Famous Good Night Poems by Famous Poets

These are examples of famous Good Night poems written by well-known modern and classical poets. PoetrySoup is a great educational poetry resource of famous good night poems.

These examples illustrate what a famous good night poem looks like and its form, scheme, or style (where appropriate). The poems may also contain the word 'good night'.

Don't forget to view our Member Good Night Poems. You can find great good_night poems there too.

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by Eliot, T S (Thomas Stearns)
 The Waste Land
by T. S. Eliot

"Nam Sibyllam quidem Cumis ego ipse oculis meis
vidi in ampulla pendere, et cum illi pueri dicerent:
Sibylla ti theleis; respondebat illa: apothanein thelo."

I. THE BURIAL...Read More
by Frost, Robert
 The three stood listening to a fresh access
Of wind that caught against the house a moment,
Gulped snow, and then blew free again—the Coles
Dressed, but dishevelled from some hours of...Read More
by Giovanni, Nikki
Some people forget that love is
tucking you in and kissing you
"Good night"
no matter how young or old you are


Some people don't remember that
love is
listening and laughing and asking
questions
no matter what...Read More
by Longfellow, Henry Wadsworth
 This is the forest primeval. The murmuring pines and the hemlocks,
Bearded with moss, and in garments green, indistinct in the twilight,
Stand like Druids of eld, with voices sad and...Read More
by Keats, John
 Muse of my native land! loftiest Muse!
O first-born on the mountains! by the hues
Of heaven on the spiritual air begot:
Long didst thou sit alone in northern grot,
While yet our...Read More
by Browning, Robert
 I.

You're my friend:
I was the man the Duke spoke to;
I helped the Duchess to cast off his yoke, too;
So here's the tale from beginning to end,
My friend!

II.

Ours is a...Read More
by Longfellow, Henry Wadsworth
Listen, my children, and you shall hear 
Of the midnight ride of Paul Revere, 
On the eighteenth of April, in Seventy-Five: 
Hardly a man is now alive 
Who remembers that...Read More
by Frost, Robert
 SHE stood against the kitchen sink, and looked
Over the sink out through a dusty window
At weeds the water from the sink made tall.
She wore her cape; her hat was...Read More
by Robinson, Edwin Arlington
 Fear, like a living fire that only death 
Might one day cool, had now in Avon’s eyes 
Been witness for so long of an invasion 
That made of a...Read More
by Bridges, Robert Seymour
 'Twas at that hour of beauty when the setting sun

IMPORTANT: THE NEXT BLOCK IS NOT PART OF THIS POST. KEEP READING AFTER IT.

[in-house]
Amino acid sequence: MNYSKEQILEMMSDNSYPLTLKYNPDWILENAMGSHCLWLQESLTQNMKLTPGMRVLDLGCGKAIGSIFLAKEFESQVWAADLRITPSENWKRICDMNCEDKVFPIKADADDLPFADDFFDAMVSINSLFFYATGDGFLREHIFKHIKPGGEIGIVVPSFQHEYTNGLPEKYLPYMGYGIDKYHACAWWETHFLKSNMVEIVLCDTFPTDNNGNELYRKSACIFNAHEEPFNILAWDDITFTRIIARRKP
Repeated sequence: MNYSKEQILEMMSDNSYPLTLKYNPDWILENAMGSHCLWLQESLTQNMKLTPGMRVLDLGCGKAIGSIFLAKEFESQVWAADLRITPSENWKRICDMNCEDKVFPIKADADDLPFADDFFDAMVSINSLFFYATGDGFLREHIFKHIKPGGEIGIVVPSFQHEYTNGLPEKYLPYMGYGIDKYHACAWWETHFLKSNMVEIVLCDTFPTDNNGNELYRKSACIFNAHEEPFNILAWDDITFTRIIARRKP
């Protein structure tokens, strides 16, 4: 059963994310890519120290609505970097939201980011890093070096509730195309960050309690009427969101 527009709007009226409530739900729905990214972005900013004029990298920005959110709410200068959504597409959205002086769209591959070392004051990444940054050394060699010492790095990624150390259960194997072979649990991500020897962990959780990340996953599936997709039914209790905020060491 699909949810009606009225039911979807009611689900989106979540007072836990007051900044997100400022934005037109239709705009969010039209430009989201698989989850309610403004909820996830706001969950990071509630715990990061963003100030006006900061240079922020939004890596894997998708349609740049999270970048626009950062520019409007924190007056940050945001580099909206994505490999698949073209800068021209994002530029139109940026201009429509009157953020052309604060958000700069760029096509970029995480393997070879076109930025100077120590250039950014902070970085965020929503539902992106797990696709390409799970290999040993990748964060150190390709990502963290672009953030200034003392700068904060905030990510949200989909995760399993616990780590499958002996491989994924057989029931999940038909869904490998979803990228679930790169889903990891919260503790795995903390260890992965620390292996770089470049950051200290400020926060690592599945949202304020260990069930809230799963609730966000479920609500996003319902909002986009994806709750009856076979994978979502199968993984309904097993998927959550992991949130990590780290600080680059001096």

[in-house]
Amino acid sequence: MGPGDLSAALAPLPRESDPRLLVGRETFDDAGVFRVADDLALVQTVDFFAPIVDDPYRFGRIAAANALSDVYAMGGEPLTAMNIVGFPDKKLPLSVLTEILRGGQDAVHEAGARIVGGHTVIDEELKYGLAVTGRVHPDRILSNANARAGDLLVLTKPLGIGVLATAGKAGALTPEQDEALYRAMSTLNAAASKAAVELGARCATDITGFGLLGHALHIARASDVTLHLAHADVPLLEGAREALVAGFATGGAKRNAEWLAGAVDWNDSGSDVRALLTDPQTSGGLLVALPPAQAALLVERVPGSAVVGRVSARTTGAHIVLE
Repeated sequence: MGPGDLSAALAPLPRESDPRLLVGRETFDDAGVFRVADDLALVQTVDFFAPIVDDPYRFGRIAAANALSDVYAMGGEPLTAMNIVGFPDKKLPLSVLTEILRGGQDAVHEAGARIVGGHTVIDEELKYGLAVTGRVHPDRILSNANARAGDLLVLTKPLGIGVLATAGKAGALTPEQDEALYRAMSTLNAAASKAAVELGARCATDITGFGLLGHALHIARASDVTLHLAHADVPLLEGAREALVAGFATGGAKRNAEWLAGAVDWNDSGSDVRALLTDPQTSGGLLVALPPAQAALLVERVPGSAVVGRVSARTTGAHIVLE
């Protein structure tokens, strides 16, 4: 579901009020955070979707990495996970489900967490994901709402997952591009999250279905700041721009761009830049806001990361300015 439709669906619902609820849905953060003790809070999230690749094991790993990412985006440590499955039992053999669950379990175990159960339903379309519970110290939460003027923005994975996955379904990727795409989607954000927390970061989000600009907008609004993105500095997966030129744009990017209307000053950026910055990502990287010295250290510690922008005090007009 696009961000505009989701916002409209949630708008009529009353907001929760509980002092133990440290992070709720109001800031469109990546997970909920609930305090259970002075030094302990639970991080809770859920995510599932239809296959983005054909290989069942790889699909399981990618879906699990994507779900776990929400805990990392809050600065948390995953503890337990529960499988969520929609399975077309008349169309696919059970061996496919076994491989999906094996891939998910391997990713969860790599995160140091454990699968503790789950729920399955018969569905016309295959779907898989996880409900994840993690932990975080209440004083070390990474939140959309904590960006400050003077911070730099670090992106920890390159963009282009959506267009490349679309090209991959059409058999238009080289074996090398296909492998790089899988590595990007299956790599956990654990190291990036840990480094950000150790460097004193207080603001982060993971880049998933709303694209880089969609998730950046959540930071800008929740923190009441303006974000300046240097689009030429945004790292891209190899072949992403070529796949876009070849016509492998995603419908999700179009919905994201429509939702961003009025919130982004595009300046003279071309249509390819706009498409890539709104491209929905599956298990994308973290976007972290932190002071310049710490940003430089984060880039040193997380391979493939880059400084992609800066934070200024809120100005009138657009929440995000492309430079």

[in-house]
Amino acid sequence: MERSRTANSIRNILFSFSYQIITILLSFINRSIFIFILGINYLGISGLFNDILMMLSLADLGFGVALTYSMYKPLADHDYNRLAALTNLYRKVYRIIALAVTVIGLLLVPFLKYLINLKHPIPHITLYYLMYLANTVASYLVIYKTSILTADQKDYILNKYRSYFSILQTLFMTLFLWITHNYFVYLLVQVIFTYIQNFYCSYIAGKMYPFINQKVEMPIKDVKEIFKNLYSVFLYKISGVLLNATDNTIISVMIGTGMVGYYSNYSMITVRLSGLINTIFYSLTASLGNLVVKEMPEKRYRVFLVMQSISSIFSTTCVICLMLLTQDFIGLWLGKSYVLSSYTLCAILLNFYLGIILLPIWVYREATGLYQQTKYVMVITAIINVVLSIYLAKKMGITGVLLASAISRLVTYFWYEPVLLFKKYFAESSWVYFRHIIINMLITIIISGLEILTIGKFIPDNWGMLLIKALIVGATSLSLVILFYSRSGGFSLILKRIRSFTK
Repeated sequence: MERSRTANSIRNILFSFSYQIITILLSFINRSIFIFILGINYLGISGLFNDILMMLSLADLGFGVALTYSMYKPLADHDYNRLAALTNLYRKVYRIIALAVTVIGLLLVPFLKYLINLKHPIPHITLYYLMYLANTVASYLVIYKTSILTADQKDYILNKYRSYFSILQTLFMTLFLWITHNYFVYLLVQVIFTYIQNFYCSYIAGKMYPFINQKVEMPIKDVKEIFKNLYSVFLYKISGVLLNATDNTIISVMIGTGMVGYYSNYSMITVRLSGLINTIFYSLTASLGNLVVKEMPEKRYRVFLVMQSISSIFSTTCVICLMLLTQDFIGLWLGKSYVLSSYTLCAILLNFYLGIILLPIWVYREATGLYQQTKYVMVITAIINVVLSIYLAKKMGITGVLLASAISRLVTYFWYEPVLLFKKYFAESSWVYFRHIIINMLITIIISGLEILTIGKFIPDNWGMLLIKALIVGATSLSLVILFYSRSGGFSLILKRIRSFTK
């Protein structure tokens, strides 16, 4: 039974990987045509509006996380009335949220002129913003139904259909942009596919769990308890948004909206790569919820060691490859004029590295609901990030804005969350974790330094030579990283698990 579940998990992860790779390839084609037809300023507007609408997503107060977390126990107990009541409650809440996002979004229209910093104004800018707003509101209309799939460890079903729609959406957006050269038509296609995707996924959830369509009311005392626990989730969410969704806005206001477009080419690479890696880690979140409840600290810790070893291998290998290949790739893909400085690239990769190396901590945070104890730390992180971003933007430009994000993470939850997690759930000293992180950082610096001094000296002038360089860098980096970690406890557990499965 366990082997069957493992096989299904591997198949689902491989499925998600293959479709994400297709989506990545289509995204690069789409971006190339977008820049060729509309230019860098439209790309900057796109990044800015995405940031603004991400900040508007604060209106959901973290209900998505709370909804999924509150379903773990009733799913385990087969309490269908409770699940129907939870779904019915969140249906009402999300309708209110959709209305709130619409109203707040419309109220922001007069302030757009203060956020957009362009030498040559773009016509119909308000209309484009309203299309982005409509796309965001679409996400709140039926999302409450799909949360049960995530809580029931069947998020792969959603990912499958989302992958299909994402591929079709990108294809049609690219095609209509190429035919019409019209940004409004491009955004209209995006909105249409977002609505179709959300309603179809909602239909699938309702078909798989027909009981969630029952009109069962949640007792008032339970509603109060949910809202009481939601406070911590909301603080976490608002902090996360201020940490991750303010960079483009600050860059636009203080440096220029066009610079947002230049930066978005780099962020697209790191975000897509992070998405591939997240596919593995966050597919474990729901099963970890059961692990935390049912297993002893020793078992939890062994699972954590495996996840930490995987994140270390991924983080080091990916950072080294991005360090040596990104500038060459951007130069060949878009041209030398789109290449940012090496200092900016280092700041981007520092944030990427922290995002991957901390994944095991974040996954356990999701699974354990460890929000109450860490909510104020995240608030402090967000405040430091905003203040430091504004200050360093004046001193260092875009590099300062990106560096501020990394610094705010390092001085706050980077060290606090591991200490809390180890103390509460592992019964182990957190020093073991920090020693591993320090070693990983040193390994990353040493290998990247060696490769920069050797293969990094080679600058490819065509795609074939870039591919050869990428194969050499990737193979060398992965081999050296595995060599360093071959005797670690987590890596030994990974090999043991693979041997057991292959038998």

squandereth his cloudy bed with rosy hues, to flood
his lov'd works as in turn he biddeth them Good-night;
and all the...Read More
by Hardy, Thomas
I leant upon a coppice gate
     When Frost was spectre-gray,
And Winter's dregs made desolate
     The weakening eye of day.
The tangled bine-stems scored...Read More
by Kipling, Rudyard
 Thy face is far from this our war,
 Our call and counter-cry,
I shall not find Thee quick and kind,
 Nor know Thee till I die,
Enough for me in dreams...Read More
by Aiken, Conrad
 THE HOUSE OF DUST
A Symphony

BY
CONRAD AIKEN

To Jessie

NOTE

. . . Parts of this poem have been printed in "The North American
Review, Others, Poetry, Youth, Coterie, The Yale Review". . ....Read More
by von Goethe, Johann Wolfgang
 [First published in Schiller's Horen, in connection 
with a
friendly contest in the art of ballad-writing between the two
great poets, to which many of their finest works are owing.]

ONCE a...Read More
by Tebb, Barry
 Give me life at its most garish

Friday night in the Square, pink sequins dazzle

And dance on clubbers bare to the midriff

Young men in crisp shirts and pressed pants

‘Dress code...Read More
by Prelutsky, Jack
 As soon as Fred gets out of bed,
his underwear goes on his head.
His mother laughs, "Don't put it there,
a head's no place for underwear!"
But near his ears, above his...Read More
by Carver, Raymond
 And all at length are gathered in.
 --LOUISE BOGAN

By the time I came around to feeling pain
and woke up, moonlight
flooded the room. My arm lay paralyzed,
propped up like an...Read More
by Byron, George (Lord)
 'Twas after dread Pultowa's day,
When fortune left the royal Swede - 
Around a slaughtered army lay,
No more to combat and to bleed.
The power and glory of the war,
Faithless as...Read More
by Shakespeare, William
 YOU spotted snakes with double tongue, 
 Thorny hedgehogs, be not seen; 
Newts and blind-worms, do no wrong; 
 Come not near our fairy queen. 

 Philomel, with melody,...Read More
by Tebb, Barry
 AGAINST THE GRAIN



“Oxford be silent, I this truth must write

Leeds hath for rarities undone thee quite.”

 - William Dawson of Hackney, Nov.7th 1704



“The repressed becomes the poem”

 Louise Bogan





1



Well...Read More
by Sandburg, Carl
 MAKE war songs out of these;
Make chants that repeat and weave.
Make rhythms up to the ragtime chatter of the machine guns;
Make slow-booming psalms up to the boom of the...Read More
by Riley, James Whitcomb
 What delightful hosts are they -- 
 Life and Love! 
Lingeringly I turn away, 
 This late hour, yet glad enough 
They have not withheld from me 
 Their...Read More
by Raleigh, Sir Walter
 I was a Poet! 
But I did not know it,
Neither did my Mother,
Nor my Sister nor my Brother.
The Rich were not aware of it;
The Poor took no care of...Read More
by Shelley, Percy Bysshe
 ROSALIND, HELEN, and her Child.

SCENE. The Shore of the Lake of Como.

HELEN
Come hither, my sweet Rosalind.
'T is long since thou and I have met;
And yet methinks it were unkind
Those...Read More
by Frost, Robert
 Lancaster bore him--such a little town, 
Such a great man. It doesn't see him often 
Of late years, though he keeps the old homestead 
And sends the children down...Read More
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